This is an extract from Lord Templeman's judgment in the House of Lords in the case of M v Home Office  1 AC 377. Lord Templeman explained the basis for finding that a government minister was in contempt of court and exercising coercive powers accordingly.
My Lords, Parliament makes the law, the executive carry the law into effect and the judiciary enforce the law. The expression “the Crown” has two meanings; namely the monarch and the executive. In the 17th century Parliament established its supremacy over the Crown as monarch, over the executive and over the judiciary. Parliamentary supremacy over the Crown as monarch stems from the fact that the monarch must accept the advice of a Prime Minister who is supported by a majority of Parliament. Parliamentary supremacy over the Crown as executive stems from the fact that Parliament maintains in office the Prime Minister who appoints the ministers in charge of the executive. Parliamentary supremacy over the judiciary is only exercisable by statute. The judiciary enforce the law against individuals, against institutions and against the executive. The judges cannot enforce the law against the Crown as monarch because the Crown as monarch can do no wrong but judges enforce the law against the Crown as executive and against the individuals who from time to time represent the Crown. A litigant complaining of a breach of the law by the executive can sue the Crown as executive bringing his action against the minister who is responsible for the department of state involved, in the present case the Secretary of State for Home Affairs. To enforce the law the courts have power to grant remedies including injunctions against a minister in his official capacity. If the minister has personally broken the law, the litigant can sue the minister, in this case Mr. Kenneth Baker, in his personal capacity. For the purpose of enforcing the law against all persons and institutions, including ministers in their official capacity and in their personal capacity, the courts are armed with coercive powers exercisable in proceedings for contempt of court.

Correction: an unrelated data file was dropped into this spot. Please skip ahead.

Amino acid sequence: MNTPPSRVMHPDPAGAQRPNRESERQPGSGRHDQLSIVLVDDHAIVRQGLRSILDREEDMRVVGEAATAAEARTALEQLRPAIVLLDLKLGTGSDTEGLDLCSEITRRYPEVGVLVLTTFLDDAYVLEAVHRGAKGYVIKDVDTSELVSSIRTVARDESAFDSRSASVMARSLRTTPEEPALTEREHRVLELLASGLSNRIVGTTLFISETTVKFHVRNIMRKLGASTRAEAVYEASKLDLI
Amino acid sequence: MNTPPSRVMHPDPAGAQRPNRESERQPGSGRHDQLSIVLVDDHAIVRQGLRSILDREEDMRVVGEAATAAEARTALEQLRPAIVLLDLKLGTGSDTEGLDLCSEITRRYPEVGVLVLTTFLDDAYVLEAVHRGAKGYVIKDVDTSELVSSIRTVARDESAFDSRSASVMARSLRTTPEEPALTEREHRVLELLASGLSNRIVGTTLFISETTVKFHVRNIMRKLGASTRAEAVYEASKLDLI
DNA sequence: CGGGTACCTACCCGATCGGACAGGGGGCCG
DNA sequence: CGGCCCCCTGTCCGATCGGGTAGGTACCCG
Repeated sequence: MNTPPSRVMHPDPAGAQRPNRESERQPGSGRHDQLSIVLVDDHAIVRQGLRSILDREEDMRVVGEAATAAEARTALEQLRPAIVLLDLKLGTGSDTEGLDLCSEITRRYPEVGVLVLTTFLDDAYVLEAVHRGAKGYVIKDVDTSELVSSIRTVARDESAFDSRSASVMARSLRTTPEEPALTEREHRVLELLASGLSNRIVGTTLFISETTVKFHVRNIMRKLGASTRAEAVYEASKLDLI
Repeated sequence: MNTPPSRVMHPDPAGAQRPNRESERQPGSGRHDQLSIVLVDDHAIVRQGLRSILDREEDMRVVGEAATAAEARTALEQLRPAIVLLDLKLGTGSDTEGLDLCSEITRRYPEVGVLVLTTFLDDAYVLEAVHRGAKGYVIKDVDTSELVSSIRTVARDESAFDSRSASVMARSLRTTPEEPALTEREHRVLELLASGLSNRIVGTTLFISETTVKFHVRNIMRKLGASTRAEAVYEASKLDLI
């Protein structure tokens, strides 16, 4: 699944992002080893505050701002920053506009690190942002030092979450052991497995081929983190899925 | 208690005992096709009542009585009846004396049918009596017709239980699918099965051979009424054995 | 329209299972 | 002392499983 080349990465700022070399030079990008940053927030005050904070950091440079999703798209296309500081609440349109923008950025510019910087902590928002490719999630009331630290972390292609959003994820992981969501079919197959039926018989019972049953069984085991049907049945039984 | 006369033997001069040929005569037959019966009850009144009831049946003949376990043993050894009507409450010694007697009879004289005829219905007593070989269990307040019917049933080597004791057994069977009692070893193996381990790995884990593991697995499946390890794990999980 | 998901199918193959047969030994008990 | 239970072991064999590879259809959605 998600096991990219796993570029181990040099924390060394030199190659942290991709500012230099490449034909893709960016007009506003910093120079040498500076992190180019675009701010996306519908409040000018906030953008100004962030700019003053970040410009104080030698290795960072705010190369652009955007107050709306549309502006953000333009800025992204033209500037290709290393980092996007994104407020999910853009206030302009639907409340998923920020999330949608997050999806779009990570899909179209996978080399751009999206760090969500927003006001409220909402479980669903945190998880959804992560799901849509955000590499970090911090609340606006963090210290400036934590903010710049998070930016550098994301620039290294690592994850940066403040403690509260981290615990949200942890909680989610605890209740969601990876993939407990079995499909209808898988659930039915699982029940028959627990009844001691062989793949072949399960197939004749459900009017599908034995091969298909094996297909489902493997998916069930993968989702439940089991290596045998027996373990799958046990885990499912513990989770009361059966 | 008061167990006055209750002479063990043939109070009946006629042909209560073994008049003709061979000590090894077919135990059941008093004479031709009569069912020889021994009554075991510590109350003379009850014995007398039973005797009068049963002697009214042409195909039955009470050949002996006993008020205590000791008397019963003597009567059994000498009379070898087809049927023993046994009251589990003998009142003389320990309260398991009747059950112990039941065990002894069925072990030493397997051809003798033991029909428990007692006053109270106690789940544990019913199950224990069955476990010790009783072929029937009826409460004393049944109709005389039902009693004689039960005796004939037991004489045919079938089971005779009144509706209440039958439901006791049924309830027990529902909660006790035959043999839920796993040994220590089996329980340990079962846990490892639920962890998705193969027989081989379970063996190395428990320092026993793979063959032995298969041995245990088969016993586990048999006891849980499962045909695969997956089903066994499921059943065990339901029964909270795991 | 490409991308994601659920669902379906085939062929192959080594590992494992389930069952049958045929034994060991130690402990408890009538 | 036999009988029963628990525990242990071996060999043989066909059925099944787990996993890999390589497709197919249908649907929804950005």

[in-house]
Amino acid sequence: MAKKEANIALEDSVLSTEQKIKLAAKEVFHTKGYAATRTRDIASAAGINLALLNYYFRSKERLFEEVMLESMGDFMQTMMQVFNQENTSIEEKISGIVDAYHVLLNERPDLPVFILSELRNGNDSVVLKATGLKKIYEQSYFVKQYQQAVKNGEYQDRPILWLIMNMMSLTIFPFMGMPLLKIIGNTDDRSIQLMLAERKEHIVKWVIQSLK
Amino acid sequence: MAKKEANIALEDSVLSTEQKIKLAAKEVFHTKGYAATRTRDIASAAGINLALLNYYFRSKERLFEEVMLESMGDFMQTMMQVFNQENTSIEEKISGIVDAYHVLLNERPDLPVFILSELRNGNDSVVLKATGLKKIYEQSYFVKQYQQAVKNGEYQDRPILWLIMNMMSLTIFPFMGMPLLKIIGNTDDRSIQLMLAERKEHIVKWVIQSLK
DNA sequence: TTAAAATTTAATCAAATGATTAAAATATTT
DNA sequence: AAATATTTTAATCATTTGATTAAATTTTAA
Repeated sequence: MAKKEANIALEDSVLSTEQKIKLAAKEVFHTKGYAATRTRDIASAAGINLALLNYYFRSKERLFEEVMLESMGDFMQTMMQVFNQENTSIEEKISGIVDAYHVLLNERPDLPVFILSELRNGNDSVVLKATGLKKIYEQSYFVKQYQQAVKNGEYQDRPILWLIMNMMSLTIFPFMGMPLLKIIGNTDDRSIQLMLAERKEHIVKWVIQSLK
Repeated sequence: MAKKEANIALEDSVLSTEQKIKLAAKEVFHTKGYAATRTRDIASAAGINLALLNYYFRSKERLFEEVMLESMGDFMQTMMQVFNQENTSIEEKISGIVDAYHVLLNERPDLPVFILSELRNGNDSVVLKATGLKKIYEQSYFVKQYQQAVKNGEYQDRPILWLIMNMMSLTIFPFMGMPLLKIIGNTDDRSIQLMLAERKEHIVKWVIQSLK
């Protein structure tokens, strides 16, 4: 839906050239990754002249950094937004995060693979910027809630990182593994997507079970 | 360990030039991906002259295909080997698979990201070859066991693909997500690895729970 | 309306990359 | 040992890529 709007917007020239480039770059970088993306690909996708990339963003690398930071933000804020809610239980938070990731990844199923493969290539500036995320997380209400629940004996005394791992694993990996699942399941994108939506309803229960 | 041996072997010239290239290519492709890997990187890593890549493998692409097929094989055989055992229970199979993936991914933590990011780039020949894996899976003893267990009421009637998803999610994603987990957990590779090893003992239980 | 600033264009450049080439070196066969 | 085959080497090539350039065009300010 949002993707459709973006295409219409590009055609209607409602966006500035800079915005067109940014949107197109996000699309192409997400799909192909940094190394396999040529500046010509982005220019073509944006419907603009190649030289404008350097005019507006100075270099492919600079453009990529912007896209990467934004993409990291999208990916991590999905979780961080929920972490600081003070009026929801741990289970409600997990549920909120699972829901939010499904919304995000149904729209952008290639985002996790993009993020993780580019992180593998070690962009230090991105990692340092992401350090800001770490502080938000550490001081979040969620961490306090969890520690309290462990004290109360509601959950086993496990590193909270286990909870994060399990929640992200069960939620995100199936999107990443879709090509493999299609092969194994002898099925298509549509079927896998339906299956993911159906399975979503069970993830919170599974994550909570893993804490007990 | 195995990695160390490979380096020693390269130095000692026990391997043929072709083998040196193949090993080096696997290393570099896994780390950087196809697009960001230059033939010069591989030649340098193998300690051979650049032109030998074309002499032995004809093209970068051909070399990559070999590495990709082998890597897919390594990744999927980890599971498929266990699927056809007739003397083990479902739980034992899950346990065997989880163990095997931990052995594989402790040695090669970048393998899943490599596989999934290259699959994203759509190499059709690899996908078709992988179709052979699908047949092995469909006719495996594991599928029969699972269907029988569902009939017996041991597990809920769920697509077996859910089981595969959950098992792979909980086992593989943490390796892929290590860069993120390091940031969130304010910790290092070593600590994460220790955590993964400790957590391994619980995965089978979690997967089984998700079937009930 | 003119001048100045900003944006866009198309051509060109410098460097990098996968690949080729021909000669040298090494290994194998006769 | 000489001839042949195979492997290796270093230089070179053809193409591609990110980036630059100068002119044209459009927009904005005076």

In the present case, counsel for the Secretary of State argued that the judge could not enforce the law by injunction or contempt proceedings against the minister in his official capacity. Counsel also argued that in his personal capacity Mr. Kenneth Baker the Secretary of State for Home Affairs had not been guilty of contempt.
My Lords, the argument that there is no power to enforce the law by injunction or contempt proceedings against a minister in his official capacity would, if upheld, establish the proposition that the executive obey the law as a matter of grace and not as a matter of necessity, a proposition which would reverse the result of the Civil War. For the reasons given by my noble and learned friend, Lord Woolf, and on principle, I am satisfied that injunctions and contempt proceedings may be brought against the minister in his official capacity and that in the present case the Home Office for which the Secretary of State was responsible was in contempt.